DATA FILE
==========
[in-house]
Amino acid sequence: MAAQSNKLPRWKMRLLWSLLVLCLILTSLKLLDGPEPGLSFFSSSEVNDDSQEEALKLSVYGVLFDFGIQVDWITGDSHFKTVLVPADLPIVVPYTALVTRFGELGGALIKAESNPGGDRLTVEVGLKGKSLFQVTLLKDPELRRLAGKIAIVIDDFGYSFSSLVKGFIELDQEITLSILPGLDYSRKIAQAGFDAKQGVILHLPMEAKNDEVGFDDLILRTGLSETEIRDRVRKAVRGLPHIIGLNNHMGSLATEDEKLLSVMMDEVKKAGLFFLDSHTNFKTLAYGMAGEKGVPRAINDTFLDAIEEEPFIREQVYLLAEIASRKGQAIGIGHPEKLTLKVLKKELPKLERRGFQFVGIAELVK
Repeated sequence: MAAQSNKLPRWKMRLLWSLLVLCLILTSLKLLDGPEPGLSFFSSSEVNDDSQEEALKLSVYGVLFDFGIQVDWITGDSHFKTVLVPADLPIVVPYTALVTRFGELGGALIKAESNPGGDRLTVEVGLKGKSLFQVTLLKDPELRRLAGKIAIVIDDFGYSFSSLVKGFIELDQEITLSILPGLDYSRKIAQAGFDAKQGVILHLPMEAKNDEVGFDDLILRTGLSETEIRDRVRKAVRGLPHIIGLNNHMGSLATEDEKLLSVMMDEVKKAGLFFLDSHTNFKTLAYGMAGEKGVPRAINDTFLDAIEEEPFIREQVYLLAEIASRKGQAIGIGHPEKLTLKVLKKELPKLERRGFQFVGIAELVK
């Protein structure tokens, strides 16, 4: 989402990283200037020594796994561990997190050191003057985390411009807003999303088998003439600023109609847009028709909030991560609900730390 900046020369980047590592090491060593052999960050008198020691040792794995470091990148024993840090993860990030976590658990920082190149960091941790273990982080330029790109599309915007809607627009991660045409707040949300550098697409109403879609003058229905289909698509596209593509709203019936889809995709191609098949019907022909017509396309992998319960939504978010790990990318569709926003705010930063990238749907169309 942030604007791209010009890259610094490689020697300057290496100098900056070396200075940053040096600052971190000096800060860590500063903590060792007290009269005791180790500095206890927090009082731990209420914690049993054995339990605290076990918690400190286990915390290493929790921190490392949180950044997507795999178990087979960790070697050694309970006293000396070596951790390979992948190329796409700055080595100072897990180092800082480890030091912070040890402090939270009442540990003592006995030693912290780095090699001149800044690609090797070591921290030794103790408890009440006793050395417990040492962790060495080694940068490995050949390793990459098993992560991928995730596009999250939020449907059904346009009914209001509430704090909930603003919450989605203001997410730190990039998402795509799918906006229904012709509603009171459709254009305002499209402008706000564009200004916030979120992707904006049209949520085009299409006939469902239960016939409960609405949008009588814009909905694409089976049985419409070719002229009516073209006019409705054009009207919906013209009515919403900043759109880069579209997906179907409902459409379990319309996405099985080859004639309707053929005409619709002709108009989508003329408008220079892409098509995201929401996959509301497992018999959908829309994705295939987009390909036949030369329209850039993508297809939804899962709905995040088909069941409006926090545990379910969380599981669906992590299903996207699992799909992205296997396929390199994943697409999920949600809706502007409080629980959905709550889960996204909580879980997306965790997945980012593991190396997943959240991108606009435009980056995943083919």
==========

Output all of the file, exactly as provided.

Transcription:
[in-house]
Amino acid sequence: MAAQSNKLPRWKMRLLWSLLVLCLILTSLKLLDGPEPGLSFFSSSEVNDDSQEEALKLSVYGVLFDFGIQVDWITGDSHFKTVLVPADLPIVVPYTALVTRFGELGGALIKAESNPGGDRLTVEVGLKGKSLFQVTLLKDPELRRLAGKIAIVIDDFGYSFSSLVKGFIELDQEITLSILPGLDYSRKIAQAGFDAKQGVILHLPMEAKNDEVGFDDLILRTGLSETEIRDRVRKAVRGLPHIIGLNNHMGSLATEDEKLLSVMMDEVKKAGLFFLDSHTNFKTLAYGMAGEKGVPRAINDTFLDAIEEEPFIREQVYLLAEIASRKGQAIGIGHPEKLTLKVLKKELPKLERRGFQFVGIAELVK
Repeated sequence: MAAQSNKLPRWKMRLLWSLLVLCLILTSLKLLDGPEPGLSFFSSSEVNDDSQEEALKLSVYGVLFDFGIQVDWITGDSHFKTVLVPADLPIVVPYTALVTRFGELGGALIKAESNPGGDRLTVEVGLKGKSLFQVTLLKDPELRRLAGKIAIVIDDFGYSFSSLVKGFIELDQEITLSILPGLDYSRKIAQAGFDAKQGVILHLPMEAKNDEVGFDDLILRTGLSETEIRDRVRKAVRGLPHIIGLNNHMGSLATEDEKLLSVMMDEVKKAGLFFLDSHTNFKTLAYGMAGEKGVPRAINDTFLDAIEEEPFIREQVYLLAEIASRKGQAIGIGHPEKLTLKVLKKELPKLERRGFQFVGIAELVK
């Protein structure tokens, strides 16, 4: 989402990283200037020594796994561990997190050191003057985390411009807003999303088998003439600023109609847009028709909030991560609900730390 900046020369980047590592090491060593052999960050008198020691040792794995470091990148024993840090993860990030976590658990920082190149960091941790273990982080330029790109599309915007809607627009991660045409707040949300550098697409109403879609003058229905289909698509596209593509709203019936889809995709191609098949019907022909017509396309992998319960939504978010790990990318569709926003705010930063990238749907169309 942030604007791209010009890259610094490689020697300057290496100098900056070396200075940053040096600052971190000096800060860590500063903590060792007290009269005791180790500095206890927090009082731990209420914690049993054995339990605290076990918690400190286990915390290493929790921190490392949180950044997507795999178990087979960790070697050694309970006293000396070596951790390979992948190329796409700055080595100072897990180092800082480890030091912070040890402090939270009442540990003592006995030693912290780095090699001149800044690609090797070591921290030794103790408890009440006793050395417990040492962790060495080694940068490995050949390793990459098993992560991928995730596009999250939020449907059904346009009914209001509430704090909930603003919450989605203001997410730190990039998402795509799918906006229904012709509603009171459709254009305002499209402008706000564009200004916030979120992707904006049209949520085009299409006939469902239960016939409960609405949008009588814009909905694409089976049985419409070719002229009516073209006019409705054009009207919906013209009515919403900043759109880069579209997906179907409902459409379990319309996405099985080859004639309707053929005409619709002709108009989508003329408008220079892409098509995201929401996959509301497992018999959908829309994705295939987009390909036949030369329209850039993508297809939804899962709905995040088909069941409006926090545990379910969380599981669906992590299903996207699992799909992205296997396929390199994943697409999920949600809706502007409080629980959905709550889960996204909580879980997306965790997945980012593991190396997943959240991108606009435009980056995943083919």